Can’t we talk about something more pleasant? A Memoir by Roz Chast
George and Elizabeth Chast were born 10 days apart in 1912. They grew up two blocks from each other in East Harlem, and were in the same fifth grade class. “They never dated, much less anything else’d, anyone besides each other.” They married in 1938. Their only surviving child was born in 1954 and became the award-winning illustrator/cartoonist, Roz Chast. George died in 2007, Elizabeth in 2009. Almost five years later, in May 2014, their daughter immortalized their family story – including their inevitable passing – between 200+ pages filled with of honesty, frustration, fear, hope, denial, humor, heartbreak, and most importantly, love.
Chast’s relationship with her parents was always difficult. So proudly, exclusively co-dependent were George and Elizabeth on each other that even their daughter was made to feel like an outsider. They were creatures of habit who squirreled away far too much in the “Crazy Closet,” and somehow never opened up enough with their only child. Their insulated life à deux made Chast’s efforts that much more difficult when she was eventually confronted with the endless frustrations and challenges of dealing with the beginning of the inevitable end.
Former elementary school assistant principal Elizabeth was a critical perfectionist, prone to “terrifying volcano-like explosion[s] of rage.” George, who used to teach French and Spanish in high school, “chain-worried the way others might chain-smoke.” At 93, Elizabeth falls from a ladder, and the rest … well … becomes history. She never quite recovers, George flounders into dementia without his anchor, and Chast must take control of the “sheer lunacy” that seems to multiply daily. She runs the entire gamut of emotions and reactions from guilt to rage, from weeping to advocating, from mourning to celebrating. Somehow, somewhere, she’ll need to make peace with her parents, their exasperating needs, and eventually her own self.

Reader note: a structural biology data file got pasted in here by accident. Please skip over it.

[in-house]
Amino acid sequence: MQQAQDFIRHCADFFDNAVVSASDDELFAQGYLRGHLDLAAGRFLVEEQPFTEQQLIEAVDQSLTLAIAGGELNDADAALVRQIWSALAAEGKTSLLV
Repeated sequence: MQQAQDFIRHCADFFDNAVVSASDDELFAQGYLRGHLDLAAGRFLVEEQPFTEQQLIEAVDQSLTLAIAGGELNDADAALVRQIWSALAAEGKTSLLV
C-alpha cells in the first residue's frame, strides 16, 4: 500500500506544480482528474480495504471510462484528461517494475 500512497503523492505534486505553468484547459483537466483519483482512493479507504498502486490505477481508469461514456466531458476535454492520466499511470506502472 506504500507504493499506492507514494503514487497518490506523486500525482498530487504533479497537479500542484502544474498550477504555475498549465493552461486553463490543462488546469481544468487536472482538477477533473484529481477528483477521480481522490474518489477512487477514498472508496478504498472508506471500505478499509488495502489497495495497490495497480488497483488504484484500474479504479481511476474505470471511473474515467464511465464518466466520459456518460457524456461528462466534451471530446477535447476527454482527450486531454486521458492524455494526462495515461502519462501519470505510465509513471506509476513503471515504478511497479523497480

I may be going waaaaay out on a limb, but I’m going to say that without Gene Luen Yang’s controversial, renegade nomination as a National Book Award finalist in 2006, Chast’s piercing graphic memoir most likely would not have made the NBA shortlist. Yang’s American Born Chinese broke the graphic barrier by becoming the first graphic title on the NBA finalist roster; his Boxers & Saints appeared among the 2013 finalists. With Yang leading, Chast joins NBA graphic history with her 2014 NBA nonfiction nod.
Of course, the NBA acknowledgement is just one of many, many deserving honors Chast has garnered for Pleasant. That the memoir clearly speaks to an entire generation of the so-called sandwich variety – providing care for both elderly parents and dependent children – ensures its resonating effect on an enormous audience. We middle-agers of every ethnic, religious, socioeconomic background understand only too well: as longevity grows, so do our sometimes impossible-to-fulfill responsibilities. Echoing such stuck-in-between situations, Pleasant is truly a stress-relieving, alternatively tears-and-guffaw-inducing, empathetic gift.